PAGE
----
Amazon preorders of Margaret Atwood’s The Testaments have been shipped out to readers ahead of schedule. By mistake.
A handful of reviews appeared on NPR, The Washington Post, and The New York Times yesterday even though there was supposed to be a strict embargo on the novel before its September 10th release date. And some readers are rushing to Twitter and Instagram to show off the copies they’ve received early.
According to BBC, Penguin Random House claims:
In the US a very small number of copies of Margaret Atwood’s The Testaments were distributed early due to a retailer error which has now been rectified.
We appreciate that readers have been waiting patiently, in some cases for more than thirty years, for the much-anticipated sequel to the bestselling The Handmaid’s Tale. In order to ensure our readers around the world receive their copies on the same day, our global publication date remains Tuesday 10th September.
The small number of copies received by these lucky readers total around eight-hundred.
Though some Atwood fans may be celebrating that they could get their hands on The Testaments early, many independent booksellers are frustrated that Amazon seems to have ignored the embargo. The fact that readers have received copies ahead of schedule from Amazon can drastically impact an independent bookstore’s bottom line, especially when they rely on the rush of first-day sales to drive their business.
Lexi Beach, one such bookseller whose “world is crumbling around [her] right now,” took to Twitter to vent about Amazon’s brazen disregard of the embargo.
Unfortunately, Beach is kind of right. Amazon’s business model is much different from your average independent bookseller’s. The online-shopping behemoth can afford to take a lot of losses on titles like The Testaments in a strategy to grow their customer base. Independent stores, on the other hand, often rely on the buzz huge titles like Atwood’s generate to drive business to their stores. And given that Atwood’s sequel to The Handmaid’s Tale has been shortlisted for The Booker Prize and is already on many best-selling lists based on preorders alone, the fact that Amazon can shamelessly violate the embargo all booksellers had to sign is made even more disheartening and terrifying.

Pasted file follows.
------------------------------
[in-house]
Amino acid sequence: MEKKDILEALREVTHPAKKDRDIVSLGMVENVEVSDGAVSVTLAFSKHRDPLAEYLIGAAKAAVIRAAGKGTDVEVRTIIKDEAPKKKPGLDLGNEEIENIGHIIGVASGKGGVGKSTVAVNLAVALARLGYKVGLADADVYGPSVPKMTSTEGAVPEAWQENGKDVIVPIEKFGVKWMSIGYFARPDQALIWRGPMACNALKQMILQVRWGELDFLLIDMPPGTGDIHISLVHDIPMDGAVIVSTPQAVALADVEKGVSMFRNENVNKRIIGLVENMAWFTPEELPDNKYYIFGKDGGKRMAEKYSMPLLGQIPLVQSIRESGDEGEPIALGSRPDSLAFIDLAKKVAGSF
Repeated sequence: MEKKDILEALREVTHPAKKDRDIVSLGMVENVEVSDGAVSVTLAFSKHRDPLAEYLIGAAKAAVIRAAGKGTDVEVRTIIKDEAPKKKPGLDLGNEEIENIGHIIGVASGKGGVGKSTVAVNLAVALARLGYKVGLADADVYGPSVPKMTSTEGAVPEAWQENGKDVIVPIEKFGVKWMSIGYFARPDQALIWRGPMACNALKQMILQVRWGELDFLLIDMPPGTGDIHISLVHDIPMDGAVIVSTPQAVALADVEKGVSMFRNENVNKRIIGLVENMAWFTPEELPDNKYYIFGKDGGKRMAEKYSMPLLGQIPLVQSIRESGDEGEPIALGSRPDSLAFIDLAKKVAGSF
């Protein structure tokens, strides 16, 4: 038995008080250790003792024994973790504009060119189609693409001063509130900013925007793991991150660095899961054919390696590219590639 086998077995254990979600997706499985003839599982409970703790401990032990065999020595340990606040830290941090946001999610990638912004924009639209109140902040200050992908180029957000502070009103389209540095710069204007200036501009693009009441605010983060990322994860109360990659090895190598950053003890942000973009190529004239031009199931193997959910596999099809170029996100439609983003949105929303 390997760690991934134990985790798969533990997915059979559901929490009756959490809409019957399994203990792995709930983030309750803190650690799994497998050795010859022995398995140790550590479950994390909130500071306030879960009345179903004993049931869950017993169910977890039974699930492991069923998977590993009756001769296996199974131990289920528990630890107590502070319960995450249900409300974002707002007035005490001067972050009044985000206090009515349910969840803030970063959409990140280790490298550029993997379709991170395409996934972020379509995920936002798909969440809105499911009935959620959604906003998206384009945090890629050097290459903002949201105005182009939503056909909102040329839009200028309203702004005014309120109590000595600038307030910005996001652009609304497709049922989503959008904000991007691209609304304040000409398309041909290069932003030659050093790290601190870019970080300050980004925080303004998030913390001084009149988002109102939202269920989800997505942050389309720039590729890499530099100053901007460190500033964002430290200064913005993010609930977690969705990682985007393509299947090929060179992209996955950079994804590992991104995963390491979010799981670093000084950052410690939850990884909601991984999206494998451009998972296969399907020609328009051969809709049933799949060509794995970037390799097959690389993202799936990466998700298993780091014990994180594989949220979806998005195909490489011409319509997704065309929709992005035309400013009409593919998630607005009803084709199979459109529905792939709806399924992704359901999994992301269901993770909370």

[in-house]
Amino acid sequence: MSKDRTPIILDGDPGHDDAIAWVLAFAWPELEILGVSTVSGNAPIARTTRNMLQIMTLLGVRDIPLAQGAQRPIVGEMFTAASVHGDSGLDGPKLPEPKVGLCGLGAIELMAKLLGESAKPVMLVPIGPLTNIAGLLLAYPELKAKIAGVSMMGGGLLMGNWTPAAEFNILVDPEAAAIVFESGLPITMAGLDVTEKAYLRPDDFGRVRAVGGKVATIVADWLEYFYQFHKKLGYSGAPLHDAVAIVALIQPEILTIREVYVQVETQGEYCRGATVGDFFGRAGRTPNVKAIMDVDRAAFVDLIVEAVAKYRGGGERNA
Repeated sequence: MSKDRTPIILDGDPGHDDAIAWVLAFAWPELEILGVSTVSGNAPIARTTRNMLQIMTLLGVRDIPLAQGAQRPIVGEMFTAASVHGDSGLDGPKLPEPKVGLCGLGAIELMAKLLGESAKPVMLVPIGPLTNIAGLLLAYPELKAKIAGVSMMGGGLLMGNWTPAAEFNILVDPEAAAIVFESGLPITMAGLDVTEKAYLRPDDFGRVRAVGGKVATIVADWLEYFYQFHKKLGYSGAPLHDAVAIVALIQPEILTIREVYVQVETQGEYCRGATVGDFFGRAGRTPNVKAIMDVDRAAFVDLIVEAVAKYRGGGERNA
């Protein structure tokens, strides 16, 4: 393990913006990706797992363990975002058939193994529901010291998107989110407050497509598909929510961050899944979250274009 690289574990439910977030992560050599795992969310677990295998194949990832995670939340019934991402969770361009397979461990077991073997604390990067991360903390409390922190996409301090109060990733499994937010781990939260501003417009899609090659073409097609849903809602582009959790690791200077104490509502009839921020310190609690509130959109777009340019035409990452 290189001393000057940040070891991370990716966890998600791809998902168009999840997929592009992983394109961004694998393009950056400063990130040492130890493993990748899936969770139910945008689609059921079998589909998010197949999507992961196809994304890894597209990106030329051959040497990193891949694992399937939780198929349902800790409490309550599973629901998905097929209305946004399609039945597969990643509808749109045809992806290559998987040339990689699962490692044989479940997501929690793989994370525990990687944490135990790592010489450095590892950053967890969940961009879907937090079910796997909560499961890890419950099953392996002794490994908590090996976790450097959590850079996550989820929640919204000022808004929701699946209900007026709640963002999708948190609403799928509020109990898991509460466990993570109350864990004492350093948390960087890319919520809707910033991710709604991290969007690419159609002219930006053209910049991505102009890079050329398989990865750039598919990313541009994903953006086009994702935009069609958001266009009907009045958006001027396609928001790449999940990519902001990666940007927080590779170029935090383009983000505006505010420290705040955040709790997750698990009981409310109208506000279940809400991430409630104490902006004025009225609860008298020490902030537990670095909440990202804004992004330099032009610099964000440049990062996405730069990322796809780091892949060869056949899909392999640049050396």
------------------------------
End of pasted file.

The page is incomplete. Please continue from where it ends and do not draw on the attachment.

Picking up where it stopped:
Paul Swydan, owner of Silver Unicorn Books, also took to Twitter to express his frustration:
Penguin Random House released a statement regarding the incident. However, they didn’t address Amazon by name, preferring to keep things vague.
Understandably, the independent booksellers Amazon continues to undercut are still angry and worried Amazon won’t be held accountable. After all, what can you actually do to affect the site that controls roughly 50% of book sales in the world. Even a publisher the size of Penguin Random House can’t really afford to tarnish their relationship with Amazon. Beach noted in another tweet that PRH could delay shipments of future releases to Amazon to prevent them from capitalizing on first-day sales. That’s the typical way smaller booksellers are disciplined, but who knows if PRH will or even can use those methods with Amazon.
Featured image via My Office Magazine and Instagram: @damagedbutinvigorated